For in­stance, France there are 35,000 com­mu­ni­ties that have to work with one an­other. Each of them is united by a par­tic­u­lar goal. The ad­min­is­tra­tions of these com­mu­ni­ties are called mille­feuille, be­cause of their many­lay­ered struc­ture. But their num­bers can­not be in­creased. I was talk­ing about this in Ukraine not in or­der to sug­gest a new ap­proach but to look truth in the face and make the right de­ci­sion.

The process of uni­fy­ing com­mu­ni­ties is go­ing very slowly. What about forc­ing things along, which you talked about?

— From the very start, Ukraine chose the path of vol­un­tary de­ci­sions, so it should con­tinue along that way. Once you have a crit­i­cal mass of uni­fied com­mu­ni­ties, then it will be pos­si­ble to talk about fix­ing things so that there aren’t gaps in the na­tional map. In gen­eral, we set dead­lines, which was done in Ger­many as well. You need to have both a car­rot and a stick, but usu­ally you only need to wave the stick a lit­tle. Right now is not the time for it. By 2020, we should be able to see a lot of new struc­tures that merged will­ingly.

You also men­tioned a list of bills that need to be passed to make de­cen­tral­iza­tion re­ally work, yet the first one on the list, “On serv­ing in lo­cal govern­ment bod­ies,” was re­jected by the Rada on April 3. How is the draft­ing process go­ing and how much more time will it take to re­ally get this re­form go­ing?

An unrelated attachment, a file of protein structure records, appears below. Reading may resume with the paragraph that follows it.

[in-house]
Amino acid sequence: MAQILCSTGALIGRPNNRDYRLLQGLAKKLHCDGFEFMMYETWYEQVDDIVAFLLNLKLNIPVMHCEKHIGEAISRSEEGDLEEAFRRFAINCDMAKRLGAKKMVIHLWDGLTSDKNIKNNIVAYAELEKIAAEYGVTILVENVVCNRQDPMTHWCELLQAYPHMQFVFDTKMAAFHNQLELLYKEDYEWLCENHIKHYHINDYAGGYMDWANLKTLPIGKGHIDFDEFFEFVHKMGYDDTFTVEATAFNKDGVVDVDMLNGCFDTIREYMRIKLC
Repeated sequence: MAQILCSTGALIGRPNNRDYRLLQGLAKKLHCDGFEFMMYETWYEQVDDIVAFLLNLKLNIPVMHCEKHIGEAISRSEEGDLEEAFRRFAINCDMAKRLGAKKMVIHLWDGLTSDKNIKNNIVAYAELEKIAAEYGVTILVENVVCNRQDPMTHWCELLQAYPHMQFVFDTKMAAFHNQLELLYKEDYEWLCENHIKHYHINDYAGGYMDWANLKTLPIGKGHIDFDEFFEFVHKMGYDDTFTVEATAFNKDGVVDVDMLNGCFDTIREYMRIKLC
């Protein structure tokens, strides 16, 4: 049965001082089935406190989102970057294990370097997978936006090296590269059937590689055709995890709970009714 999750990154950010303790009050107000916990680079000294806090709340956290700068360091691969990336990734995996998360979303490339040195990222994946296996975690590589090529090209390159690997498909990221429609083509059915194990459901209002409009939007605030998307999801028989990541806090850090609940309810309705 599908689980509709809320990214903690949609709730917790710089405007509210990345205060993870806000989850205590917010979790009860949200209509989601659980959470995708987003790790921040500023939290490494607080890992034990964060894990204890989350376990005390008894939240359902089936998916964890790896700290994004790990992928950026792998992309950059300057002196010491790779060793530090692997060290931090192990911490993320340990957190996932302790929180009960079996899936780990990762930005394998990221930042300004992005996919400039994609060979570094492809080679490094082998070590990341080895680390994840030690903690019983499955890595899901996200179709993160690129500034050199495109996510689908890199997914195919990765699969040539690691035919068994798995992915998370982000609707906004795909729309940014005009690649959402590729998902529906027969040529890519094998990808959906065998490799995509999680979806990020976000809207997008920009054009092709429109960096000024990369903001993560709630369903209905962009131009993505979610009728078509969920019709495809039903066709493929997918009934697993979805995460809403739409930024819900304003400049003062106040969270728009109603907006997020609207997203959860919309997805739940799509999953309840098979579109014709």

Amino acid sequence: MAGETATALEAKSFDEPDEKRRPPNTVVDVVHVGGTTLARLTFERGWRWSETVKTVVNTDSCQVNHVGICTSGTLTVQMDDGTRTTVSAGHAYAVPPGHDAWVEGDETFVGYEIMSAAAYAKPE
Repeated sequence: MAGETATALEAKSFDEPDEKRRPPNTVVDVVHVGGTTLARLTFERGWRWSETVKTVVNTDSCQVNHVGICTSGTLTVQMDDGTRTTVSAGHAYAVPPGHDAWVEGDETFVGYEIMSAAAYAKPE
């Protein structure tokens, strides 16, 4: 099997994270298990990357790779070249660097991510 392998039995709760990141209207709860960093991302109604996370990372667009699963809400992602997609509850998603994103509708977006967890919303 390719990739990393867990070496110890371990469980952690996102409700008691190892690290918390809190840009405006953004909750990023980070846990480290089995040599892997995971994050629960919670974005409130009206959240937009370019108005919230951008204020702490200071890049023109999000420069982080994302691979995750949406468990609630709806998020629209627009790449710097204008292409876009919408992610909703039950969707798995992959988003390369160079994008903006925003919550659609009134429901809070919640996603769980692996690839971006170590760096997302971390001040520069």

— All the bills on my list are cur­rently be­ing re­viewed in the Rada. They have all been sub­mit­ted to the Govern­ment again. All of them are at dif­fer­ent stages. Some are close to sec­ond read­ing and could be adopted soon.

The trou­ble with de­cen­tral­iza­tion, in con­trast to, say, health­care re­form or ed­u­ca­tional re­form, which each have their main big law, is that de­cen­tral­iza­tion re­quires a huge num­ber of ex­ist­ing laws to be amended, and that will partly change other le­gal acts. If you take a look at these laws, you won’t nec­es­sar­ily be able to un­der­stand what they mean right away, be­cause they re­quire other le­gal doc­u­ments to be re­vised as well. So it’s bet­ter for these laws to be con­sid­ered in sev­eral passes.

How do you see de­cen­tral­iza­tion even­tu­ally go­ing in Ukraine?

— In Ger­many, we be­gan by re­struc­tur­ing coun­ties and set­ting up new ones, which took three years. To­gether with lo­cal govern­ment re­forms, how­ever, it took eight years. Re­forms took just about the same amount of time in Poland. With Ukraine, the prob­lem is that 25 years have passed and I don’t think the coun­try can af­ford as much time as Poland or East Ger­many. It’s also hard to com­pare to sim­i­lar re­forms in other post-com­mu­nist coun­tries like Slo­vakia or Es­to­nia, given that Ukraine is so much larger. Poland is a good com­par­i­son, but ht had demo­cratic and de­cen­tral­ized struc­tures even in com­mu­nist times, which was a ma­jor ad­van­tage. And self-govern­ment had been go­ing on in much of its ter­ri­to­ries for a very long time. So, if we’re talk­ing about chang­ing men­tal­i­ties, there was self­gov­ern­ment in Poland and Ha­ly­chyna prior to WWII. Within the Greater Lithua­nian Prin­ci­pal­ity, many Ukrainian towns had Magde­burg rights, which is es­sen­tially self­gov­ern­ment. Here Ukraine can find sup­port in its his­tory. By con­trast, the czarist and com­mu­nist sys­tems re­jected self-govern­ment.